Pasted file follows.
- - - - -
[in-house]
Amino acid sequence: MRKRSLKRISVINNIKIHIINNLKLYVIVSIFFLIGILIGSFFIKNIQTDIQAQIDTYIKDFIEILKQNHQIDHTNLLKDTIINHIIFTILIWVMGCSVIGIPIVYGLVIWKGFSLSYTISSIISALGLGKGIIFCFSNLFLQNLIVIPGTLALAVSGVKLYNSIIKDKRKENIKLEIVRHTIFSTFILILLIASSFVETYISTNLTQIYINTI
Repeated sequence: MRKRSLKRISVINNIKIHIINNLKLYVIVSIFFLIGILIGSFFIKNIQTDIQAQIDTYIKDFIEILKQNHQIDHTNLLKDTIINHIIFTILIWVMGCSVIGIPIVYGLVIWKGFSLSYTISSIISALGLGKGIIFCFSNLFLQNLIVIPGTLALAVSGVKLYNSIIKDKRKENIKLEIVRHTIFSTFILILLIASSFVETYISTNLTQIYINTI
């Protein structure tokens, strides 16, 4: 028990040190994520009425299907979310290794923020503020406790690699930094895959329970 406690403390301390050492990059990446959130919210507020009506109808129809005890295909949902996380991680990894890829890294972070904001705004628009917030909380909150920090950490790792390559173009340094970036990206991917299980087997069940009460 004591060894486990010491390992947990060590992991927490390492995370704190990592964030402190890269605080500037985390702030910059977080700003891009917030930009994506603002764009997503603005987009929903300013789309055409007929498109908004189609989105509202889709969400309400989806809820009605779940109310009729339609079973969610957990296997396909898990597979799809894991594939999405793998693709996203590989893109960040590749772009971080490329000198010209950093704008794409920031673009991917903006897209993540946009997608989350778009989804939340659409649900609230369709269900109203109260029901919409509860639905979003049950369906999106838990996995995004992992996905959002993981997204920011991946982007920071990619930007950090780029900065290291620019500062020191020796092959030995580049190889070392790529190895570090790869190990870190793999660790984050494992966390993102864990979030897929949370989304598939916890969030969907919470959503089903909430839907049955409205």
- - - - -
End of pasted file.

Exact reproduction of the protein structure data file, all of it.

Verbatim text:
[in-house]
Amino acid sequence: MRKRSLKRISVINNIKIHIINNLKLYVIVSIFFLIGILIGSFFIKNIQTDIQAQIDTYIKDFIEILKQNHQIDHTNLLKDTIINHIIFTILIWVMGCSVIGIPIVYGLVIWKGFSLSYTISSIISALGLGKGIIFCFSNLFLQNLIVIPGTLALAVSGVKLYNSIIKDKRKENIKLEIVRHTIFSTFILILLIASSFVETYISTNLTQIYINTI
Repeated sequence: MRKRSLKRISVINNIKIHIINNLKLYVIVSIFFLIGILIGSFFIKNIQTDIQAQIDTYIKDFIEILKQNHQIDHTNLLKDTIINHIIFTILIWVMGCSVIGIPIVYGLVIWKGFSLSYTISSIISALGLGKGIIFCFSNLFLQNLIVIPGTLALAVSGVKLYNSIIKDKRKENIKLEIVRHTIFSTFILILLIASSFVETYISTNLTQIYINTI
């Protein structure tokens, strides 16, 4: 028990040190994520009425299907979310290794923020503020406790690699930094895959329970 406690403390301390050492990059990446959130919210507020009506109808129809005890295909949902996380991680990894890829890294972070904001705004628009917030909380909150920090950490790792390559173009340094970036990206991917299980087997069940009460 004591060894486990010491390992947990060590992991927490390492995370704190990592964030402190890269605080500037985390702030910059977080700003891009917030930009994506603002764009997503603005987009929903300013789309055409007929498109908004189609989105509202889709969400309400989806809820009605779940109310009729339609079973969610957990296997396909898990597979799809894991594939999405793998693709996203590989893109960040590749772009971080490329000198010209950093704008794409920031673009991917903006897209993540946009997608989350778009989804939340659409649900609230369709269900109203109260029901919409509860639905979003049950369906999106838990996995995004992992996905959002993981997204920011991946982007920071990619930007950090780029900065290291620019500062020191020796092959030995580049190889070392790529190895570090790869190990870190793999660790984050494992966390993102864990979030897929949370989304598939916890969030969907919470959503089903909430839907049955409205």